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permitted to creep among the leaves of ivy and fern that compose the chaplet which adorns your head."* Pope has thus altered this image :

Oh! were I made, by some transforming pow'r,
The captive bird that sings within thy bow'r !
Then might my voice thy list'ning ears employ;
And I those kisses he receives enjoy.t

On three accounts the former image is preferable to the latter : for the pastoral wildness, the delicacy, and the uncommonness of the thought. I cannot forbear adding, that the riddle of the Royal Oak, in the first Pastoral, invented in imitation of the Virgilian enigmas in the third eclogue, savours of pun, and puerile conceit.

Say, Daphnis, say, in what glad soil appears
A wond’rous tree, that sacred monarchs bears ?

With what propriety could the tree, whose shade protected the king, be said to be prolific of princes?


Αιθε γενoιμαν

Α βομβευσα μελισσα, και ές τεον ανδρον εκοιμαν,
Τον κισσον διαδυς, και ται πιερινά το πυκασδη.

Idyll. iii. 12,
+ Past. ii. 45.

That 'Pope has not equalled Theocritus, will, indeed, appear less surprising, if we reflect, that no original writer ever remained so unrivalled by succeeding copyists as this Sicilian master.

If it should be objected, that the barrenness of invention, imputed to Pope from a view of his PASTORALS, is equally imputable to the Bucolics of Virgil, it may be answered, that, whatever may be determined of the rest, yet the first and last Eclogues of Virgil, are indisputable proofs of true genius, and power of fancy. The influence of war on the tranquillity of rural life, rendered the subject of the first new and interesting : its composition is truly dramatic; and the characters of its two shepherds are well supported, and happily contrasted ; and the last has expressively painted the changeful resolutions, the wild wishes, the passionate and abrupt exclamations, of a disappointed and despairing lover.

Upon the whole, the principal merit of the PASTORALS of POPE, consists in their correct and musical versification ; musical, to a degree of which rhyme could hardly be thought capa


ble; and in giving the first specimen of that harmony in English verse, which is now become indispensably necessary, and which has so forcibly and universally influenced the public ear, as to have rendered every moderate rhymer melodious. POPE lengthened the abruptness of Wallet, and at the same time contracted the exuberance of Dryden.

I remember to have been informed, by an intimate friend of Pope, that he had once laid a design of writing AMERICAN ECLOGUES. The subject would have been fruitful of the most poetical imagery; and, if properly executed, would have rescued the author from the accusation here urged, of having written Eclogues without invention.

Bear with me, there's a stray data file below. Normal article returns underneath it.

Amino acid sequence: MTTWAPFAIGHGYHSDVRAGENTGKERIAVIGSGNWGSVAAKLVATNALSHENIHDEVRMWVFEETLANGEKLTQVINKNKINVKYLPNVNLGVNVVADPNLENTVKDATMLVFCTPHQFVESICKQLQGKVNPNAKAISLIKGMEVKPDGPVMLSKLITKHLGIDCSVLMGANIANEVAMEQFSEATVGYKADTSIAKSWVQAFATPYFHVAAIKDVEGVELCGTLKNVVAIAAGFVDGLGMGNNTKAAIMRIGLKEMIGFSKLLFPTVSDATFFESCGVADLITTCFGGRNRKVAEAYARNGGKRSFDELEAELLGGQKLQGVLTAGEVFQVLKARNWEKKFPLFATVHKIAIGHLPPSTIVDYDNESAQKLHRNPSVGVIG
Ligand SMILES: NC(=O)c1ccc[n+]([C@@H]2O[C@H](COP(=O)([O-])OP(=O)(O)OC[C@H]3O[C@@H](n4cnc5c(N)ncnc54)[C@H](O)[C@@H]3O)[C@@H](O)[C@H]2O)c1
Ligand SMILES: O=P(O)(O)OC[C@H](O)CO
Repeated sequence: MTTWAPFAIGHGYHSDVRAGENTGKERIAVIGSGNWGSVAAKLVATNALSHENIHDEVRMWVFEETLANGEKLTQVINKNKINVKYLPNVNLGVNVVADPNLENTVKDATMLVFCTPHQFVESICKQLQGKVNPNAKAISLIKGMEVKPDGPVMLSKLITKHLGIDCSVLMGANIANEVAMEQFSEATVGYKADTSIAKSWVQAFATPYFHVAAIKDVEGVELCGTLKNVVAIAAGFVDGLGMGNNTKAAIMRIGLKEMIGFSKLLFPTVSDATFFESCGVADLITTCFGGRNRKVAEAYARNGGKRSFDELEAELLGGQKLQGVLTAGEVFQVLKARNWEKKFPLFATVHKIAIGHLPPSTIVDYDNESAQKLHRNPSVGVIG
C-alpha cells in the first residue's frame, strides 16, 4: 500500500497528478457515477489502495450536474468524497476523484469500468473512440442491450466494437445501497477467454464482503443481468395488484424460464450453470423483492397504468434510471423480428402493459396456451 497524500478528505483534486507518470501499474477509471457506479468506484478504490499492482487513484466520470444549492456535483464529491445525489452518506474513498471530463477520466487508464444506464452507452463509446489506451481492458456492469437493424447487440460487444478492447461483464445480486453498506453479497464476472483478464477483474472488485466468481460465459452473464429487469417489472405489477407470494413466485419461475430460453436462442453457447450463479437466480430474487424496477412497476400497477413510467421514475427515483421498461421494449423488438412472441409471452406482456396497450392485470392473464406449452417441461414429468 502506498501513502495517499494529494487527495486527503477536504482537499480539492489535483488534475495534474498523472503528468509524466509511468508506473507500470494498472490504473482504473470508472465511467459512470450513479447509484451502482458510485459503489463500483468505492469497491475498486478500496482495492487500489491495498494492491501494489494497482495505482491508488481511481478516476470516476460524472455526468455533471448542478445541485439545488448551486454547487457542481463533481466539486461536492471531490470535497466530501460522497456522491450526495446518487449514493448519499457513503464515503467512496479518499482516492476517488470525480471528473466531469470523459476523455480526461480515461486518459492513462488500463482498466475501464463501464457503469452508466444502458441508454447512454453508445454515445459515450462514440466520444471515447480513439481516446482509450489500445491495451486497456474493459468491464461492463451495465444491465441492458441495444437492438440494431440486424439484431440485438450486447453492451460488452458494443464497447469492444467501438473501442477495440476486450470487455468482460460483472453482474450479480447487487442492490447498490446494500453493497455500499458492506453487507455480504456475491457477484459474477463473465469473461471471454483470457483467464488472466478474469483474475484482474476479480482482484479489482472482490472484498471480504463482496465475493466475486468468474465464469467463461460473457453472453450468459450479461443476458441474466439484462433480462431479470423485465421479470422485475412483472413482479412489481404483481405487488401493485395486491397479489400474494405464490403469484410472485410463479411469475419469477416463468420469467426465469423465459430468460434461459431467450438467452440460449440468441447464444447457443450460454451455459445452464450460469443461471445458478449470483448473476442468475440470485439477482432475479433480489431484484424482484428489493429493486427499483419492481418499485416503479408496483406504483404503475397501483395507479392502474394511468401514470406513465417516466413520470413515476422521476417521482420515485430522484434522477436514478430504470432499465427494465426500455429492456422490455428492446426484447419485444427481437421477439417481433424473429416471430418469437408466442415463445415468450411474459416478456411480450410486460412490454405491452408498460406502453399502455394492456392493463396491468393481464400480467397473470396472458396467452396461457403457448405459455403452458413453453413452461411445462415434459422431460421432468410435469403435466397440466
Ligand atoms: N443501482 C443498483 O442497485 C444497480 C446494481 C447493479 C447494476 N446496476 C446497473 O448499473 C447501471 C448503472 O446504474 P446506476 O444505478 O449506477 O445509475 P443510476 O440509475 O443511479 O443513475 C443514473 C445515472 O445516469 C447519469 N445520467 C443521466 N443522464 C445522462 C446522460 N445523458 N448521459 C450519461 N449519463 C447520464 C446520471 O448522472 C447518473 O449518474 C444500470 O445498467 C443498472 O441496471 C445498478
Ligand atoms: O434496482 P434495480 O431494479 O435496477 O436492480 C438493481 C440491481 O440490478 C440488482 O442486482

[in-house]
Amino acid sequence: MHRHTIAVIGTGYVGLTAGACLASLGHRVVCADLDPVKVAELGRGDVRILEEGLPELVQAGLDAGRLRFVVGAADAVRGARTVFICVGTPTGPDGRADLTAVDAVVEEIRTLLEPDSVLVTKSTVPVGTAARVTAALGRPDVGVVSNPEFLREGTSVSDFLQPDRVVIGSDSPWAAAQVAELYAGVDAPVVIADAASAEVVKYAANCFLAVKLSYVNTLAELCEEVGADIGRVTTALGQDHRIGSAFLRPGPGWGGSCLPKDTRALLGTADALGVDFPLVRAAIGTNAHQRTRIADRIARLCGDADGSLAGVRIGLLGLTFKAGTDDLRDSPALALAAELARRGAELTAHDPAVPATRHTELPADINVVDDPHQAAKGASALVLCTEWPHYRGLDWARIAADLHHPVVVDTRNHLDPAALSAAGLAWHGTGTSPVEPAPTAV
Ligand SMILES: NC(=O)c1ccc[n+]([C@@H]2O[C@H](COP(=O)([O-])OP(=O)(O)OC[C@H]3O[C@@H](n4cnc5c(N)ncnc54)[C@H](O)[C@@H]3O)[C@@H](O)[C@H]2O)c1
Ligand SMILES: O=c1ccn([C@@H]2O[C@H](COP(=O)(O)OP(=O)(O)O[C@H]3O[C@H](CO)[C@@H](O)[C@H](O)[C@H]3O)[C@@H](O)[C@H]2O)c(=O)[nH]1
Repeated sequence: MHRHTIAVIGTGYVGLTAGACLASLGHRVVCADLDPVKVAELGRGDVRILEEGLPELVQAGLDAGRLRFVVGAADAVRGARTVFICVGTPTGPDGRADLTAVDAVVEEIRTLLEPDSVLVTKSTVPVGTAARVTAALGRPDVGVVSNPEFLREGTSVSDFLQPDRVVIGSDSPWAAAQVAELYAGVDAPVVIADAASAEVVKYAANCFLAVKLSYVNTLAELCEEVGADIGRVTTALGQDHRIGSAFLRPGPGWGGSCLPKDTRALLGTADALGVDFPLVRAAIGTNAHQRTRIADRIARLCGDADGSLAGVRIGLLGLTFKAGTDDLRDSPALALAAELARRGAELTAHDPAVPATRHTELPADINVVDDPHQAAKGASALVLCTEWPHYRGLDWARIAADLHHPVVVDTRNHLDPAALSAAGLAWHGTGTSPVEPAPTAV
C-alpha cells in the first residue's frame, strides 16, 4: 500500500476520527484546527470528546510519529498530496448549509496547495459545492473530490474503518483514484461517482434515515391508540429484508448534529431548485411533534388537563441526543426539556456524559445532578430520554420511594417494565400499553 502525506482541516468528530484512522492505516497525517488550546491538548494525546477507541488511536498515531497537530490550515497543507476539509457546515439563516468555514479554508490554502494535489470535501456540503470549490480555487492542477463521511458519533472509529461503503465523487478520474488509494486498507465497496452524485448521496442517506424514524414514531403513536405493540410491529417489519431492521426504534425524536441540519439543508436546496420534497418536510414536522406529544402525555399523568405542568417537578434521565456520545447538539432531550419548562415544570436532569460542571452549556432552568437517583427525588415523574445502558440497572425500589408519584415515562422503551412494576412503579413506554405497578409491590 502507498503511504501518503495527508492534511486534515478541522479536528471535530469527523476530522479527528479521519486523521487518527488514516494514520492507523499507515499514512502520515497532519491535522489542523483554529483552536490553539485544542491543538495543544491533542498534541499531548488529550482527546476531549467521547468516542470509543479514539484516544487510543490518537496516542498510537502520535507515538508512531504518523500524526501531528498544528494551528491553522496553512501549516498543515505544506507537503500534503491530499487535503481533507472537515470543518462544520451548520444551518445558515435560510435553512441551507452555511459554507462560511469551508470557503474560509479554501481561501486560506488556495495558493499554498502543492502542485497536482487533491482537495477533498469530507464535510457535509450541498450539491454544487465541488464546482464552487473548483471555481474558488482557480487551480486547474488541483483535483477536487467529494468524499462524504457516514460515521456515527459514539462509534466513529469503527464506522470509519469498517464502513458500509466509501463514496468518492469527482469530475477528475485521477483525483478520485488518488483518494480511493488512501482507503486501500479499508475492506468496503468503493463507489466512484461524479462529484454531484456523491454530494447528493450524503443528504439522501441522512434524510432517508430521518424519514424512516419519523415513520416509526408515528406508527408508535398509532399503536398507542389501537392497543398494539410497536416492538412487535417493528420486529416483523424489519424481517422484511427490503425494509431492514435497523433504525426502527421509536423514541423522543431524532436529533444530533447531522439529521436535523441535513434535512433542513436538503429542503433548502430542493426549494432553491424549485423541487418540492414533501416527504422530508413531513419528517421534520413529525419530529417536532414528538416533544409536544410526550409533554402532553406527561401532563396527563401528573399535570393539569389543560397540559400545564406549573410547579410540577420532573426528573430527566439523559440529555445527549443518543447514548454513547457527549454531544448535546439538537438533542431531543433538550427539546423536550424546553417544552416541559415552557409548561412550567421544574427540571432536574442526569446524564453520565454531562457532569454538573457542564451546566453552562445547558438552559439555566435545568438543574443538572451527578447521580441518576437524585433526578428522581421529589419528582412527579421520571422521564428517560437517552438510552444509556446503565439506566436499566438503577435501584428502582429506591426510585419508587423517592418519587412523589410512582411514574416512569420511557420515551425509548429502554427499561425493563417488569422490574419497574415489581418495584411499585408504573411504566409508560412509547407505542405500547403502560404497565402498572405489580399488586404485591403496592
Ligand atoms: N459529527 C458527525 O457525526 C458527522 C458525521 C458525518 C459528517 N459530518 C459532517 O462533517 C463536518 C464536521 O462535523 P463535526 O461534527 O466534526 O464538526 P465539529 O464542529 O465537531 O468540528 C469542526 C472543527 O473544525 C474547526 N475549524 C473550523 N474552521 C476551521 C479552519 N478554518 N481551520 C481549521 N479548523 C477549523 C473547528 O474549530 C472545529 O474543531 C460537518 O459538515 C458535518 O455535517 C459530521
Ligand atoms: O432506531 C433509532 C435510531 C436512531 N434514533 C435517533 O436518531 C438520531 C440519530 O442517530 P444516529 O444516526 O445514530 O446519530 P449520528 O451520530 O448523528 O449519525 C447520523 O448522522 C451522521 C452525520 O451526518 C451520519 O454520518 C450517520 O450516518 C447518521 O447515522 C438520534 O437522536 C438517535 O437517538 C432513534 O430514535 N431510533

Our author, who had received an early tincture of religion, a reverence for which he preserved to the last, was, with justice, convinced, that the Scriptures of God contained not only the purest precepts of morality, but the most elevated and sublime strokes of genuine poesy; strokes as much superior to any thing Heathenism



can produce, as is Jehovah to Jupiter. This is the case more particularly in the exalted prophecy of Isaiah, which Pope has so successfully versified in an Eclogue, that incontestably surpasses the Pollio of Virgil: although, perhaps, the dignity, the energy, and the simplicity, of the original, are in a few passages weakened and diminished by florid epithets, and useless circumlocutions.

See, Nature hastes her earliest wreaths to bring,
With all the incense of the breathing spring, *

are lines which have too much prettiness, and too modern an air. The judicious addition of circumstances and adjuncts, is what renders

poesy a more lively imitation of nature than prose. POPE has been happy in introducing the following circumstance: the prophet says, “The parched ground shall become a pool :" Our author expresses this idea by saying, that the shepherd

shall start amid the thirsty wild to hear
New falls of water murmuring in his ear.t

A striking A striking example of a similar beauty may be added from Thomson. Melisander, in the Tragedy of AGAMEMNON, after telling us he was conveyed in a vessel, at midnight, to the wildest of the Cyclades, adds, when the pitiless mariners had left him in that dreadful solitude,

* Mess, v, 23.

+ v. 69.

I never heard
A sound so dismal as their parting oars !

On the other hand, the prophet has been sometimes particular, when Pope has been only general. « Lift


thine eyes round about, and see ; all they gather themselves together, they come to thee :--The multitude of CAMELS shall cover thee: the DROMEDARIES of Midian and Ephah : all they from Sheba shall come : they shall bring gold and incense, and they shall shew forth the praises of the Lord. All the Flocks of Kedar shall be gathered together unto thee; the Rams of Nebaioth shall minister unto thee."* In imitating this passage, POPE has omitted the different beasts that in so picturesque a manner characterize the different countries which were to be gathered 10


* Isaiah, c. lx. y: 4, 6, 7,

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